Local politicians have said they expect the new measures could go into effect as early as Wednesday.
Warrington Council in Cheshire has already said it will join Level 3 on Thursday.
Downing Street said the talks were still “ongoing”.
The measures come as some scientists have warned that existing measures will not be enough to curb the rapid growth of infections in large parts of the country.
National statistics bureau chief Professor Sir Ian Diamond said it was too early to say the spread of the disease was slowing, despite some positive signs in the latest data.
The government said 151 more people had died within 28 days of testing positive for Covid-19 on Sunday, bringing the UK total to 44,896, and that there had been 19,790 more laboratory-confirmed cases of the coronavirus, which brings the total number in the UK to 873,800.
Over the weekend, South Yorkshire became the last region to come under Level 3 controls after the region of Liverpool, Greater Manchester and Lancashire.
Meanwhile, the Welsh government has announced that it will review a controversial ban on supermarkets from selling non-essential items in a two-week ‘firewall’ lockdown that began on Friday.
Much of the negotiations between the councils in England and Whitehall centered on financial support programs for the affected areas as well as detailed local controls.
Entering level 3 means pubs and bars must close unless they are serving meals while households are prohibited from mixing indoors or in private gardens and beer gardens.
Local leaders have repeatedly complained that the liquidity offered by ministers is not enough to compensate businesses forced to close their doors and the resulting loss of jobs.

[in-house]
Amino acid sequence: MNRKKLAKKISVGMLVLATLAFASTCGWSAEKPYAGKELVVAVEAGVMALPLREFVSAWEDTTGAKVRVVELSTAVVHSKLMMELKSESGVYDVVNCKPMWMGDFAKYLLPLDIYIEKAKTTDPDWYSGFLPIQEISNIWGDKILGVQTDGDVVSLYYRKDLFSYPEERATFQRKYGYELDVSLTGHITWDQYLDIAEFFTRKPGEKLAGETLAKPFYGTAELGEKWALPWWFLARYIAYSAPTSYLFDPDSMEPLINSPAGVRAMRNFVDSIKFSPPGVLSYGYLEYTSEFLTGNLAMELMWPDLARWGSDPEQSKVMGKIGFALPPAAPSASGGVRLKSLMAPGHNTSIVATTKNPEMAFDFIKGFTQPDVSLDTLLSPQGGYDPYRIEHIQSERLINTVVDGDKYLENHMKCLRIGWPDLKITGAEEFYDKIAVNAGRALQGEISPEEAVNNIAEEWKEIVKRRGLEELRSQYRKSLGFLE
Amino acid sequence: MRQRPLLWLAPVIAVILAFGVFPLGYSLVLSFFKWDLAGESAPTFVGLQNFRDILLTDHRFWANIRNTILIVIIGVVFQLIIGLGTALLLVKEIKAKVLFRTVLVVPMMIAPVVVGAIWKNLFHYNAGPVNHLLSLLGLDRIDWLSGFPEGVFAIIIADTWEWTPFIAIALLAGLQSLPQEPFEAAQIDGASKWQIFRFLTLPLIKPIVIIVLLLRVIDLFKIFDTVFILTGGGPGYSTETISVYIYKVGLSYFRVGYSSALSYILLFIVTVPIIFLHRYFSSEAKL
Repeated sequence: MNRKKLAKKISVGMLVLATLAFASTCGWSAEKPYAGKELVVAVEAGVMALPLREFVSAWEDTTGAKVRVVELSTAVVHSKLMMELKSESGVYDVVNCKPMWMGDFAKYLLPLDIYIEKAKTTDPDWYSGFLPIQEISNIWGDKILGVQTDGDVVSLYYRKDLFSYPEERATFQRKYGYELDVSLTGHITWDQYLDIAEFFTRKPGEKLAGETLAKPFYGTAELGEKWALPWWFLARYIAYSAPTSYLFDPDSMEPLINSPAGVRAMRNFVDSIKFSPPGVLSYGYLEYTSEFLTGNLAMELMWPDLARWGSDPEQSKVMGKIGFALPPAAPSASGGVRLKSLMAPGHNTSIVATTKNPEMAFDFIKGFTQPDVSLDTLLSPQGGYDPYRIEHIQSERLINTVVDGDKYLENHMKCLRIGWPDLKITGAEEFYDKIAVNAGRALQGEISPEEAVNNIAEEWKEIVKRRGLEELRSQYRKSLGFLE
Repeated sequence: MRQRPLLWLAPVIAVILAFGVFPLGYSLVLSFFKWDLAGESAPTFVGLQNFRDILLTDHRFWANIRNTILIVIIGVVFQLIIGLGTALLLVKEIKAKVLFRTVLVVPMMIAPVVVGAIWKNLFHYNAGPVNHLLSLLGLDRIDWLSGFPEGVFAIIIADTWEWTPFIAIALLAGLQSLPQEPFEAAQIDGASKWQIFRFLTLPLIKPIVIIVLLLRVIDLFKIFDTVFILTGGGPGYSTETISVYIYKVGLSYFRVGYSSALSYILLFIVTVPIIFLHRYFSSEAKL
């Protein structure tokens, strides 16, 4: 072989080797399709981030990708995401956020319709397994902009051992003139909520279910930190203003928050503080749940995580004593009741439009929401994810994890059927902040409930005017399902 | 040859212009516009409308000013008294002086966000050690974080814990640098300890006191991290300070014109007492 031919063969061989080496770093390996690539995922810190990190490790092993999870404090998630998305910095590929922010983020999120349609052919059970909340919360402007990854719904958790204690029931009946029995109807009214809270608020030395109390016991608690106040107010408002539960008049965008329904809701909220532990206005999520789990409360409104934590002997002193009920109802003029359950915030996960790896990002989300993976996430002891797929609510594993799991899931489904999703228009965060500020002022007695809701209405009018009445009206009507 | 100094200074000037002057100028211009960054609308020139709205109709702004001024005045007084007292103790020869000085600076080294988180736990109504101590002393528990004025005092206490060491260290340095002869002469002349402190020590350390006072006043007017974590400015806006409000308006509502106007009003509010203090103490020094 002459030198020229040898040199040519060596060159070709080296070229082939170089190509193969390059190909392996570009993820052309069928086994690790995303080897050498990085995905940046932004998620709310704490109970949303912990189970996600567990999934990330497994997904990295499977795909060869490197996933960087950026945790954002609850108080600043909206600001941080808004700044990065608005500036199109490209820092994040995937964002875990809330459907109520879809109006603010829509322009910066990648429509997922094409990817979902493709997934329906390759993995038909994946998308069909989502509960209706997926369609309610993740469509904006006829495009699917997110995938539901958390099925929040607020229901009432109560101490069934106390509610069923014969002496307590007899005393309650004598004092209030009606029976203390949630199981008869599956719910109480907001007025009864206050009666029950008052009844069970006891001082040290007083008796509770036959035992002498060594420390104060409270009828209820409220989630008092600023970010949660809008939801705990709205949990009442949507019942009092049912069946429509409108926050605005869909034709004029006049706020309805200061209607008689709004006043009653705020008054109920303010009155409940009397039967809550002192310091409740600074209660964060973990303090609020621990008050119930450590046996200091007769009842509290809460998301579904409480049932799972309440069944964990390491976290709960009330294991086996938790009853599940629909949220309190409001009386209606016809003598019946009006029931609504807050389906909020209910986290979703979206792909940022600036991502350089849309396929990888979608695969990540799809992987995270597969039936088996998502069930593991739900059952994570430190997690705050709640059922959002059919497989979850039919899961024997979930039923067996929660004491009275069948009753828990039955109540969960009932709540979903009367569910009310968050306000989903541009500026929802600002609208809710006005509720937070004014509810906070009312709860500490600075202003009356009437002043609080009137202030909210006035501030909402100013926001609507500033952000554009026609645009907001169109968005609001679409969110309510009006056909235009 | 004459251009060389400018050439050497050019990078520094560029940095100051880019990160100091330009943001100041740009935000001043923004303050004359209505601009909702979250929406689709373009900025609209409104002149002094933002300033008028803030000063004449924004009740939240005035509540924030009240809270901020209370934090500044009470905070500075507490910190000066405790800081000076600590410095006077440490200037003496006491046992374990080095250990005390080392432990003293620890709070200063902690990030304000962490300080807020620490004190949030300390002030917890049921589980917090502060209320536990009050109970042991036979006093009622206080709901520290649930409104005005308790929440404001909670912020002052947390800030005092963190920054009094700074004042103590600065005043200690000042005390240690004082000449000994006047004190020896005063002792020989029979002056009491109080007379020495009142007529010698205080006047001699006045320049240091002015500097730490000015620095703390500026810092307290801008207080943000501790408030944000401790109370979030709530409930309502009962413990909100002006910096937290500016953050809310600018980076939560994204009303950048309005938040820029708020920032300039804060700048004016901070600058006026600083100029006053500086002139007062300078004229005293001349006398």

The government insists, however, that the latest leave program announced by Chancellor Rishi Sunak and the support available is among the most generous in the world.
At the same time, the government is increasingly criticized that the NHS Test and Trace service, which was supposed to be the key to controlling the disease, is failing.
Senior Conservative MP Sir Bernard Jenkin appealed this weekend for the organization’s leader – Conservative Baroness Harding – to be sacked and replaced by a military commander.
In a scathing attack, he said there was a “leadership vacuum” at the top that “was destroying public cooperation and compliance”.
He was backed by the Labor Party who said Lady Harding’s position had become ‘untenable’ after the latest weekly figures showed less than 60% of contacts of people who tested positive for Covid-19 had been traced and invited to isolate themselves.
Ministers acknowledged that the service needs to improve, but insist Lady Harding has done “a very good job”.
However, it emerged that officials of the Covid-19 task force were considering the possibility of relaxing the rules for those ordered to self-isolate after coming into contact with someone with the disease due to low levels of compliance. .
Ministers confirmed they are seeking to reduce the time people have to quarantine in their homes from 14 days to 10 days and a week.
Sources said the move reflected concerns that people would not respond to when contacted by the system due to fears they could face a long period of time locked up at home if they did.